PEN American Center, the largest branch of the world’s leading literary and human rights organization, announced this week the winners and runners-up of the 2016 PEN Literary Awards, the most comprehensive literary awards program in the country. Among the awards is the PEN/E.O. Wilson Literary Science Writing Award, which celebrates writing that exemplifies literary excellence on the subject of physical and biological sciences. The winner receives a cash award of $10,000 and is honored at the PEN Literary Awards.
The 2016 PEN/E.O. Wilson Literary Science Writing Award Winner is:
Lauren Redniss, Thunder & Lightning: Weather Past, Present, Future (Random House)
From the Judges’ Citation
Using an eclectic combination of narrative, dialogue, scientific explication and reportage, ‘Thunder & Lightning’ unearths the powerful and unexpected ways in which our lives are shaped by rain, wind, cold, fog and heat, and the range of methods by which we’ve attempted to predict and control their vagaries. Cemeteries are washed away by storms. Engineers attempt to manufacture winds in Mecca. The passing of North Korean dictators is said to extract snow from cloudless skies. ‘For millennia,’ author Lauren Redniss writes, ‘people have found meaning, and divinity, in weather.’ With whimsical illustrations accompanying its evocative, lyrical writing, Thunder & Lightning underlines the profound, multifaceted impact climate change will have on our species. This is a haunting, utterly original work on an urgent topic.
Judges for 2016:
Joshua Foer is the author of the international bestseller Moonwalking with Einstein: The Art and Science of Remembering Everything, which was a finalist for the 2012 Royal Society Winton Prize for Science Books. A 2013 Guggenheim Fellow, Foer’s writing has been published in The New Yorker, National Geographic, Outside, and Esquire. He is also the co-founder of Atlas Obscura.
Virginia Hughes is the science editor of BuzzFeed News. Before joining BuzzFeed, Ginny was an independent journalist specializing in genetics, neuroscience, and biotechnology. She was a contributing editor at Popular Science, and her blog, Only Human, was published by National Geographic. Her writing has also appeared in The New York Times, Slate, and twice in The Best American Science and Nature Writing anthologies. She lives in Brooklyn, New York, with her husband and energetic herding dog.
Sonia Shah is a science journalist and prize-winning author. Her work has appeared in The New York Times, The Wall Street Journal, Foreign Affairs, and Scientific American and has been featured on RadioLab, Fresh Air, and TED, where her talk, “Three Reasons We Still Haven’t Gotten Rid of Malaria” has been viewed by over 1,000,000 people. Her 2010 book, The Fever, was long-listed for the Royal Society’s Winton Prize. Her new book, Pandemic: Tracking Contagions from Cholera to Ebola and Beyond, is forthcoming in February 2016.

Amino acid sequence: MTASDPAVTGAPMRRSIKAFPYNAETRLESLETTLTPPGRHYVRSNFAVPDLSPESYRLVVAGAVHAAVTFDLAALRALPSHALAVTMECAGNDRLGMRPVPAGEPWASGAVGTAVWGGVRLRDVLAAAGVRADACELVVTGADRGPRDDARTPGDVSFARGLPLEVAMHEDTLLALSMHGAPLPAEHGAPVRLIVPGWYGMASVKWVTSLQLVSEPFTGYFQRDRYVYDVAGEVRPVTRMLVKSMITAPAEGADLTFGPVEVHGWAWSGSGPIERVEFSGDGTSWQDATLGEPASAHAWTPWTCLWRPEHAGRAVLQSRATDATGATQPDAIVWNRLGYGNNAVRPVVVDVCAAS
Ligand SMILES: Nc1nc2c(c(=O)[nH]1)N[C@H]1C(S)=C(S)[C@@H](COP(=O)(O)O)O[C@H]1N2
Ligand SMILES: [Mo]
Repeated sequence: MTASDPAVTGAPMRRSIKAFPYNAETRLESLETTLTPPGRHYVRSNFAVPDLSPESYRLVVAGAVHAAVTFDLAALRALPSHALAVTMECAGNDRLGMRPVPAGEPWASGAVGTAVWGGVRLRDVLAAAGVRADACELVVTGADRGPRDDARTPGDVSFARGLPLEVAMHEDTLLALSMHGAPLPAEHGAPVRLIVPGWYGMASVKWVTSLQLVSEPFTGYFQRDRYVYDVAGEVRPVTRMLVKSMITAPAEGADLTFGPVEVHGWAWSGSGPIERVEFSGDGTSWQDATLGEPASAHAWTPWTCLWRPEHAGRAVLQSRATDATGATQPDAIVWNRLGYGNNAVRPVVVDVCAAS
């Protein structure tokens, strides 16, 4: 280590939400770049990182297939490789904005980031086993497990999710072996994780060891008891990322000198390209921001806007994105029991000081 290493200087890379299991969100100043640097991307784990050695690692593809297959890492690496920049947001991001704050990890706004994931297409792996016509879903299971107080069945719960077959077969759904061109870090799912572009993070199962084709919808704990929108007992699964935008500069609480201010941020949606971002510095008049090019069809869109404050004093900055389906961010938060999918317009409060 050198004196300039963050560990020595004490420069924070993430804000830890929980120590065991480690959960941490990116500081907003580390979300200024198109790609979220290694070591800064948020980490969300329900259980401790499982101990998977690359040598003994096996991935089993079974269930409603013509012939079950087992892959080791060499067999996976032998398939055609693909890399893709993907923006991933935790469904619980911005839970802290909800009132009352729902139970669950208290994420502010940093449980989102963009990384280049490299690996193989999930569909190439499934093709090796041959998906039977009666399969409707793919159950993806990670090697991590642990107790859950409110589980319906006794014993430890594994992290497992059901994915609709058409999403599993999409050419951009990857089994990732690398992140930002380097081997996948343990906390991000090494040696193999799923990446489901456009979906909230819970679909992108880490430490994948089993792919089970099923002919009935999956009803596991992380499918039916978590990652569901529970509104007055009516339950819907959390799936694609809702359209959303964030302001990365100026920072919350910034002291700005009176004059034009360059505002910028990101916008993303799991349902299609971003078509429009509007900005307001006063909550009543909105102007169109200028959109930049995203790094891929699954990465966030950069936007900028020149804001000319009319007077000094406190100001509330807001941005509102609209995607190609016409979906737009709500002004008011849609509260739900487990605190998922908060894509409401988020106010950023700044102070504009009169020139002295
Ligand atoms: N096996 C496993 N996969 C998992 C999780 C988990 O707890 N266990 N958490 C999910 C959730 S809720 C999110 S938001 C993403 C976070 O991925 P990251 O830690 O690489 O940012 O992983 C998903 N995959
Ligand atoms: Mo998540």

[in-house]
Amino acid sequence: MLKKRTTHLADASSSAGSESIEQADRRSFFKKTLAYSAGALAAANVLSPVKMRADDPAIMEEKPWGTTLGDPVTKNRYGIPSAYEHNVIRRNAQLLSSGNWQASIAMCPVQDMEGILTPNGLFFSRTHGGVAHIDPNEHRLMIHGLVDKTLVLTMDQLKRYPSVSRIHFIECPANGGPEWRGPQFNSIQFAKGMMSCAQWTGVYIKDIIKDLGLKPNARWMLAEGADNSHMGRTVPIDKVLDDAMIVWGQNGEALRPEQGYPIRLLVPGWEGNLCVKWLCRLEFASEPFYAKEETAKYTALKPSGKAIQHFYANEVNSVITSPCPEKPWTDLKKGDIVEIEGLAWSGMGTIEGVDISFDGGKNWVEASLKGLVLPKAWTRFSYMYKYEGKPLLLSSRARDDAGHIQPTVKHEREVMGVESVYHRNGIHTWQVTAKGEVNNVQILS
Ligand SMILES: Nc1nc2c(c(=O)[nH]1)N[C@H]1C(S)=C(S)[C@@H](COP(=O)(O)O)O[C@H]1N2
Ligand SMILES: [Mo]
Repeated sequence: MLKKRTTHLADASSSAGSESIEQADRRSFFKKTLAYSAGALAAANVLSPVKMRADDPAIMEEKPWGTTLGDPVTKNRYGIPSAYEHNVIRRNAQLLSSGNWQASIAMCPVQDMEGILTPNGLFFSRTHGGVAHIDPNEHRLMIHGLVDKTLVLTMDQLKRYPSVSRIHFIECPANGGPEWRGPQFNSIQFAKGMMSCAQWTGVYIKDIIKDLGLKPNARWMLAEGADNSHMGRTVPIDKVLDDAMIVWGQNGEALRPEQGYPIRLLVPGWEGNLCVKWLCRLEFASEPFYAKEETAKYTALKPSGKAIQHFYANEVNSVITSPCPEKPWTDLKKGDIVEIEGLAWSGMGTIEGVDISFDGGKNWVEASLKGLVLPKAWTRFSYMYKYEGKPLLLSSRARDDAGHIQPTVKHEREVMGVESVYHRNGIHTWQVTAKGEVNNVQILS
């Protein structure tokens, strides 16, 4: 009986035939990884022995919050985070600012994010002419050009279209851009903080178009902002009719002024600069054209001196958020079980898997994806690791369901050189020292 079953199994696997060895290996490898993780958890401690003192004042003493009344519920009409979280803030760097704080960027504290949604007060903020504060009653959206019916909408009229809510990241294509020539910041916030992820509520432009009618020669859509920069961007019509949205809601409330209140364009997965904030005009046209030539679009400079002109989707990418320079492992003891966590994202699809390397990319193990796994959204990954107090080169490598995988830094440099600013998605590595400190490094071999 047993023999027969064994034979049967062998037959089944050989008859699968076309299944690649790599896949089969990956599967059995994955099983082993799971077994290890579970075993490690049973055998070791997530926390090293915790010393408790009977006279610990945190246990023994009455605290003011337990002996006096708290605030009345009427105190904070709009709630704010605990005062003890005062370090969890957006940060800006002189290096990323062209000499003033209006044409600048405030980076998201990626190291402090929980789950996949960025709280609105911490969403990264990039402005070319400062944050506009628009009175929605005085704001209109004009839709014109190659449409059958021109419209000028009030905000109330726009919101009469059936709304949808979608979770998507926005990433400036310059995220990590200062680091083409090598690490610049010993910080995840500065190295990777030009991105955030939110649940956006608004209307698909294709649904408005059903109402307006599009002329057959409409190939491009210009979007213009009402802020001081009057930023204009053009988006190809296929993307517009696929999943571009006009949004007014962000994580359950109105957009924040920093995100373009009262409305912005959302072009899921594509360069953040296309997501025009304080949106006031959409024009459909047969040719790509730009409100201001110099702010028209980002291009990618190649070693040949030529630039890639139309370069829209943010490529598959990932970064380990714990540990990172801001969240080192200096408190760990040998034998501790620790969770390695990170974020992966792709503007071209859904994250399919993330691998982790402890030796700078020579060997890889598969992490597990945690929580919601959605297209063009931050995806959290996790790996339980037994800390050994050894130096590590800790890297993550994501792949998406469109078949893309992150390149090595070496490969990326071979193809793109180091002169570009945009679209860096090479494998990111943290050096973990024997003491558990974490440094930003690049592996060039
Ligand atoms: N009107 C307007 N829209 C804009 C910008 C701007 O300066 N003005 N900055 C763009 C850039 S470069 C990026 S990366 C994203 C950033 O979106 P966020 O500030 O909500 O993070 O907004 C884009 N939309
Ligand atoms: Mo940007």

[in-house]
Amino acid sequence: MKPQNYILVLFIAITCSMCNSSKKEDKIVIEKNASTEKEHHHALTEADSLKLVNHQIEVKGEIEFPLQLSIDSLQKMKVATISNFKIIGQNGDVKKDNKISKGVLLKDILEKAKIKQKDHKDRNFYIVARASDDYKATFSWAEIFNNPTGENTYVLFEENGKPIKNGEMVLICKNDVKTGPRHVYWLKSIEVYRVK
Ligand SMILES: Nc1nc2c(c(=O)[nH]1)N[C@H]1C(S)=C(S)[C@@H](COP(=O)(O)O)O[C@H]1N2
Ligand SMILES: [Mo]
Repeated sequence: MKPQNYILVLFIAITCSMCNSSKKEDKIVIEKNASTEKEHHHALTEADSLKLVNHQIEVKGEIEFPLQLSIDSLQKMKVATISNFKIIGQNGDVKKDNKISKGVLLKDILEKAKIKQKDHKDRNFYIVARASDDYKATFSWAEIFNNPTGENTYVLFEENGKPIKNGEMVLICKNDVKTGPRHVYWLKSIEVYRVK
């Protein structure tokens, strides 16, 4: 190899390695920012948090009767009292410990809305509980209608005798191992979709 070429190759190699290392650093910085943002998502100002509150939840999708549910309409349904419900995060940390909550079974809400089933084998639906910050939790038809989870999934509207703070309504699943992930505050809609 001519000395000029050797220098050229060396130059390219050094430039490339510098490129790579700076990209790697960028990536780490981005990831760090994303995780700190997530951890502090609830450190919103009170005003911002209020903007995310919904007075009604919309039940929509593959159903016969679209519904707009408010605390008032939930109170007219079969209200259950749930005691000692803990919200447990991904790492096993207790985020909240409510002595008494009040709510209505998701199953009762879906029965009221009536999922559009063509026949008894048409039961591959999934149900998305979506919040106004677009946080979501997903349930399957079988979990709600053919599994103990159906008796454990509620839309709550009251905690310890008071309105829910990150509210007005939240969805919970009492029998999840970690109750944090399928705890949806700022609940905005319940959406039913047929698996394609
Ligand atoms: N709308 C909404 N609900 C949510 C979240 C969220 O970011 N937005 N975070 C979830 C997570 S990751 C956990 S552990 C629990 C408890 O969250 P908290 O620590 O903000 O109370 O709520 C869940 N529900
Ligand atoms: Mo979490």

Shortlist for 2016:
• Rain: A Natural and Cultural History (Crown), Cynthia Barnett. Read an excerpt.
• The End of Plenty: The Race to Feed a Crowded World (W. W. Norton), Joel K. Bourne Jr. Read an excerpt.
• The Boy Who Played with Fusion: Extreme Science, Extreme Parenting, and How to Make a Star (Eamon Dolan/Houghton Mifflin Harcourt), Tom Clynes. Read an excerpt.
• Thunder & Lightning: Weather Past, Present, Future (Random House), Lauren Redniss. Read an excerpt.
• Island on Fire: The Extraordinary Story of a Forgotten Volcano That Changed the World (Pegasus Books), Alexandra Witze and Jeff Kanipe. Read an excerpt.
Longlist for 2015:
• The Man Who Wasn’t There: Investigations Into the Strange New Science of the Self (Dutton Books/Penguin Random House), Anil Ananthaswamy
• Rain: A Natural and Cultural History (The Crown Publishing), Cynthia Barnett
• Black Hole: How an Idea Abandoned by Newtonians, Hated by Einstein, and Gambled On by Hawking Became Loved (Yale University Press), Marcia Bartusiak
• The End of Plenty: The Race to Feed a Crowded World (W. W. Norton & Company), Joel K. Bourne Jr.
• The Boy Who Played with Fusion: Extreme Science, Extreme Parenting, and How to Make a Star (Eamon Dolan/Houghton Mifflin Harcourt), Tom Clynes
• The Teenage Brain: A Neuroscientist’s Survival Guide to Raising Adolescents and Young Adults (Harper Books), Frances E. Jensen, M.D. with Amy Ellis Nutt
• Shrinks: The Untold Story of Psychiatry (Little Brown and Company), Jeffrey A. Lieberman, MD with Ogi Ogas
• Spooky Action at a Distance: The Phenomenon That Reimagines Space and Time—and What It Means for Black Holes, the Big Bang, and Theories of Everything (Scientific American/Farrar, Straus and Giroux), George Musser
• Thunder & Lightning: Weather Past, Present, Future (Random House), Lauren Redniss
• Island on Fire: The Extraordinary Story of a Forgotten Volcano That Changed the World (Pegasus Books), Alexandra Witze and Jeff Kanipe
The PEN/E.O. Wilson Literary Science Writing Award was founded by scientist and author Dr. Edward O. Wilson, activist and actor Harrison Ford, and the E.O. Wilson Biodiversity Foundation. The award is also supported by James and Cathy Stone. The inaugural award was conferred in 2011.
Examples of published works that exemplify the quality of writing the award is designed to acknowledge include Rachel Carlson’s Silent Spring (1962), Dr. James Watson’s The Double Helix (1969), Lewis Thomas’s The Lives of a Cell (1978), and Douglas Hofstadter’s Godel, Escher, Bach: An Eternal Golden Braid (1979).